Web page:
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so, it will not be many days, I'll answer for it, before I find him out. I shall not rest till I discover his abode, that I may render him the aid and comfort which I am sure he needs."
That very day Mr. Pemberton began his inquiries; but it was nearly a month before they were attended with success. Instead of living, (as he had conjectured) near the spot where they had met, it turned out that his friend (for Gabriel Lindsay it proved to be) dwelt in a lone cottage near Waltham Abbey, some eight or ten miles distant; where his sole companion was an aged female (to whom the cottage belonged), who provided for him the few domestic conveniences he required.
Gabriel Lindsay was between sixty and seventy. Like Mr. Pemberton, he had carried on extensive mercantile dealings in the Levant; but distinguishing himself during the civil wars by his attachment to the king's cause, he had been frequently singled out for spoliation by the parliament, first as a malignant, then as a delinquent, then as a cavalier; and under those several denominations, though all signifying one and the same description of crime, loyalty, his coffers had been plundered. Still a rich man, however, at the period of the Restoration, he looked forward to the secure enjoyment of his wealth, in the bosom of an affectionate and beloved family. Similarity of pursuits, nearness of neighbourhood, and corresponding political sentiments, had cemented between him and Mr. Pemberton an intimate friendship.
In 1665, when the plague swept off in the course of a few months nearly half the population of London, and the desolation was so terrible, that in many of what had once been the principal thoroughfares of a crowded city, the rank grass sprang up as in the deserted halls of a ruined palace, Gabriel Lindsay disappeared. No other evidence was required of his having fallen a victim to the pestilence; for it was a thing of common occurrence during that appalling calamity, for whole families to disappear, and their fate be known only by their dwellings being found without a human being in them, after its ravages had abated.
Mr. Pemberton no sooner ascertained the retreat of Lindsay, than he set off for Waltham Abbey, with the design of prevailing upon him to take up his abode in his house at Hackney. It was evening when he reached the cottage, accompanied by the guide who had brought him the intelligence of its being Lindsay's habitation. Lindsay was sitting at the door, in conversation with his aged companion; but arose hastily and went in, while the old woman advanced to meet Mr. Pemberton. From her he soon had all the confirmation he required as to the identity of his friend, and learned other particulars, which prepared him the better for accomplishing his object.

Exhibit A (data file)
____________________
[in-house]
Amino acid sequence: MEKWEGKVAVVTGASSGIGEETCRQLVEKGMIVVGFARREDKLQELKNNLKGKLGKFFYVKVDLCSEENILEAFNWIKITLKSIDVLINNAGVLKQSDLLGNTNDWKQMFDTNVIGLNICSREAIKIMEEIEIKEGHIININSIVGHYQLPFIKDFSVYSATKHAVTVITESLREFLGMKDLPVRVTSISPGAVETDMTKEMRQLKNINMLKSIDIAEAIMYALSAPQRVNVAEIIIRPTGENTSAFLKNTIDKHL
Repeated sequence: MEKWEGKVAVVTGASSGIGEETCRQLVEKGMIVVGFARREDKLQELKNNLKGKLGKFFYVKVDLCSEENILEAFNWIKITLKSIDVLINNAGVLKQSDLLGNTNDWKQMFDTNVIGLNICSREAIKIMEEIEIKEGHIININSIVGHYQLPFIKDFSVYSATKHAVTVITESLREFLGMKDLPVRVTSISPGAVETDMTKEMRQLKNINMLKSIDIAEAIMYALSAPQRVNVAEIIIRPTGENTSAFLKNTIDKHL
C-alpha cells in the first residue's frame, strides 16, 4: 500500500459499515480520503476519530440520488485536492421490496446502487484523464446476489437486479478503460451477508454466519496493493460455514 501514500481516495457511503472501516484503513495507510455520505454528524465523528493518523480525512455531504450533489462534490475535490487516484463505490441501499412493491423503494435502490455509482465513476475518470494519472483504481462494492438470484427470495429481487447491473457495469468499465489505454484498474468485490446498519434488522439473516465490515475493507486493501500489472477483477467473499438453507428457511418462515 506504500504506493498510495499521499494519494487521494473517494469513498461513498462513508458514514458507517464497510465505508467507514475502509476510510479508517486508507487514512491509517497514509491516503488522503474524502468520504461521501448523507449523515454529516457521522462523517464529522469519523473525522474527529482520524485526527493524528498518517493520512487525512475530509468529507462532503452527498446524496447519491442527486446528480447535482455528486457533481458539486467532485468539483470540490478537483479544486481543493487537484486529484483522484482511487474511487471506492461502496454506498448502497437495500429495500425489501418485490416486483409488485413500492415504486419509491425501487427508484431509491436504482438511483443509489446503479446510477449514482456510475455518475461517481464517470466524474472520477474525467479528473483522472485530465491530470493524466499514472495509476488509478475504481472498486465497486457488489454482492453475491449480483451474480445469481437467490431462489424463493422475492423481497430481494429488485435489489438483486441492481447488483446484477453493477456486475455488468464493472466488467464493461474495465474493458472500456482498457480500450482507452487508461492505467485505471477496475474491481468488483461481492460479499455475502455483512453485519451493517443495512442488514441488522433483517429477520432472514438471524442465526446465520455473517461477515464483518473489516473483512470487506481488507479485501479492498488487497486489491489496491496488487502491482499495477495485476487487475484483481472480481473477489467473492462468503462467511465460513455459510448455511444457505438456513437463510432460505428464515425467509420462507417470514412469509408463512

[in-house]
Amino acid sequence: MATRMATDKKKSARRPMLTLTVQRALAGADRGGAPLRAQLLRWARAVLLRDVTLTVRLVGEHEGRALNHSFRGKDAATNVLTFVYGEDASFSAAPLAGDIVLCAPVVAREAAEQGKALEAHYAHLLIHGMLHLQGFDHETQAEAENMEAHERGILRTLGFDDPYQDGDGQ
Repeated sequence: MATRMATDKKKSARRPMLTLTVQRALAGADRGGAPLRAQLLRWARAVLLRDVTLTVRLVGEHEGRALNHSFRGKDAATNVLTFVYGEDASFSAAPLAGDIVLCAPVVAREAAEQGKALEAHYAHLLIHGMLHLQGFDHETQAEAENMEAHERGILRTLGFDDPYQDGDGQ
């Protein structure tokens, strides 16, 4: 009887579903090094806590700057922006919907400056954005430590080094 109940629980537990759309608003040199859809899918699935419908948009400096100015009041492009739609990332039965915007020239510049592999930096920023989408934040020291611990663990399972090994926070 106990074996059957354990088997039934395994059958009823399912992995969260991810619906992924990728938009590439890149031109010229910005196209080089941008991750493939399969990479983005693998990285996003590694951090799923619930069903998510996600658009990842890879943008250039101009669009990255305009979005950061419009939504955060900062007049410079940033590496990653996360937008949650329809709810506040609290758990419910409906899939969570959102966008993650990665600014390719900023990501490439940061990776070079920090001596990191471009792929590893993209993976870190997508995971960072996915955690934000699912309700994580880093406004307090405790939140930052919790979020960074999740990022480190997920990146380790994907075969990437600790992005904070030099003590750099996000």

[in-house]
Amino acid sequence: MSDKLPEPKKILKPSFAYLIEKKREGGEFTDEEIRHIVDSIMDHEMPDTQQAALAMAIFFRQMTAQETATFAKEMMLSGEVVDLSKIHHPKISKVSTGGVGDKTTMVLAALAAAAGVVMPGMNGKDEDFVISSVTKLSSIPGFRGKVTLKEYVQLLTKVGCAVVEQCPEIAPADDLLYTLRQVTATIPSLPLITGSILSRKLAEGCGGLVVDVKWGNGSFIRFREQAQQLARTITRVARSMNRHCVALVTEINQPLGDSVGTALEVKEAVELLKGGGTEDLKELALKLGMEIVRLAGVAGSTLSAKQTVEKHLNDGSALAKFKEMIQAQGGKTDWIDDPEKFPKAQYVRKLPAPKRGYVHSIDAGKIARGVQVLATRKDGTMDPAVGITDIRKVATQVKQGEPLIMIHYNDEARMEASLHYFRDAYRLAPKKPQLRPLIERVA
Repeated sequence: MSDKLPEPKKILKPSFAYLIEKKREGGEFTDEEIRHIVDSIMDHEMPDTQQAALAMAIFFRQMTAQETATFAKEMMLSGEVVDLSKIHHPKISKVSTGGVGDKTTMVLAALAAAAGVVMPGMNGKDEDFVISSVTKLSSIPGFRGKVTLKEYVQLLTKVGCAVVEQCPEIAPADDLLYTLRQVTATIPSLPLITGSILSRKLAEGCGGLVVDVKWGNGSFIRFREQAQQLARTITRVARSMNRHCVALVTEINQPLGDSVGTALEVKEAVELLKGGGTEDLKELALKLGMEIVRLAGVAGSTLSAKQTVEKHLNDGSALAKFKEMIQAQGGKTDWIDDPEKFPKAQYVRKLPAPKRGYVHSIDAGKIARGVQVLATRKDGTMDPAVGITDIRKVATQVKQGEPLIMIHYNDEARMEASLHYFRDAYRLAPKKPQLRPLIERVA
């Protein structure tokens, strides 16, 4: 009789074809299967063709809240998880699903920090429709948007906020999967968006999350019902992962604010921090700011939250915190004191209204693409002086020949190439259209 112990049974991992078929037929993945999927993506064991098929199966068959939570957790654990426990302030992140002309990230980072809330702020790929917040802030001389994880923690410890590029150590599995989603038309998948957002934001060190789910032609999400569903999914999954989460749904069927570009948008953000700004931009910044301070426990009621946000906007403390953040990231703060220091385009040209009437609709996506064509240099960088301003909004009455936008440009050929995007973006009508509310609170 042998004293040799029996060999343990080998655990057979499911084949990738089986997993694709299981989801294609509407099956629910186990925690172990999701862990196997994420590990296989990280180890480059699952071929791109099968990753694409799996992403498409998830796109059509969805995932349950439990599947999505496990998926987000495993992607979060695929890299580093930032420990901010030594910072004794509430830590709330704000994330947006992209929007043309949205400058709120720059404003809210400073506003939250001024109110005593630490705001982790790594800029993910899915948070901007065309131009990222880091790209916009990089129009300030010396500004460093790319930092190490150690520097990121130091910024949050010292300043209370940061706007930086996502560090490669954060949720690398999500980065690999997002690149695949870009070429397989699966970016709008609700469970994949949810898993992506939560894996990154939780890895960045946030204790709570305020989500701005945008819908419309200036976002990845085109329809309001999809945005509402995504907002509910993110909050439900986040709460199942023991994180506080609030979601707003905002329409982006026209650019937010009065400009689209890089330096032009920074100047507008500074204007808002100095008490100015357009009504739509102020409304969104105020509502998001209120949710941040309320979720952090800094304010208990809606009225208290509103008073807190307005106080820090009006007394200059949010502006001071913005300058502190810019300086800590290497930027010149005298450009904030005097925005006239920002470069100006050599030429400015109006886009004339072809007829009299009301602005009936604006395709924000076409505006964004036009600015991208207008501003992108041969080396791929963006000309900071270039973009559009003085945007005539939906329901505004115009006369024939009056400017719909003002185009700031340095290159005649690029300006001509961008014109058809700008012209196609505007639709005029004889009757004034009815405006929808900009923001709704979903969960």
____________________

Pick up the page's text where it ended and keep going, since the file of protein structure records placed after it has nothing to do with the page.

When Mr. Pemberton entered the room where Lindsay was sitting, he walked up to him, took him by the hand, and called him by his name. slight shudder passed over him as he muttered, in a half whisper to himself, "Oh, the great and the dreadful God!" Mr. Pemberton continued to hold his hand without speaking; while Lindsay, slowly raising his eyes, fixed them upon him. Stephen Pemberton," said he, in a low calm voice, "I know you."
He folded his arms, drooped his head upon his bosom, and remained silent. Mr. Pemberton drew a chair beside him, sat down, and, after a short pause, spoke.
:66 Lindsay, it grieves me to see you thus. But cheer up, man! The storm that is loudest passes the swiftest: the tide of ill fortune ebbs at last, and we are often borne to happiness upon its retiring waters, at the very moment when our fainting spirits can no longer pay down the price for that cheapest of all earth's comforts-hope. It is even so now with thee. Do but resolve to welcome fortune, and she stands ready to greet you in return."
These words were poured into a deaf ear. Lindsay neither replied nor inanifested, by look or gesture, that he heeded them. He continued sitting în the same dejected attitude, with folded arms and downcast eyes.
Mr. Pemberton saw that his friend's reason had sustained a shock, under which, though it had not sunk, it was partially paralyzed; and his hope was, that the gentle consolations of friendship might restore the balance which a grievous calamity had disturbed.
In that benevolent hope he was not disappointed. Lindsay yielded, with little opposition, to the proposal of becoming, for a time, one of his family. But the cold indifference with which he yielded, showed it was to him merely a question of where he should linger out his remnant of life. It might have been proposed to conduct him to a palace or a prison, without awakening any corresponding emotion according as either had been assigned to him.'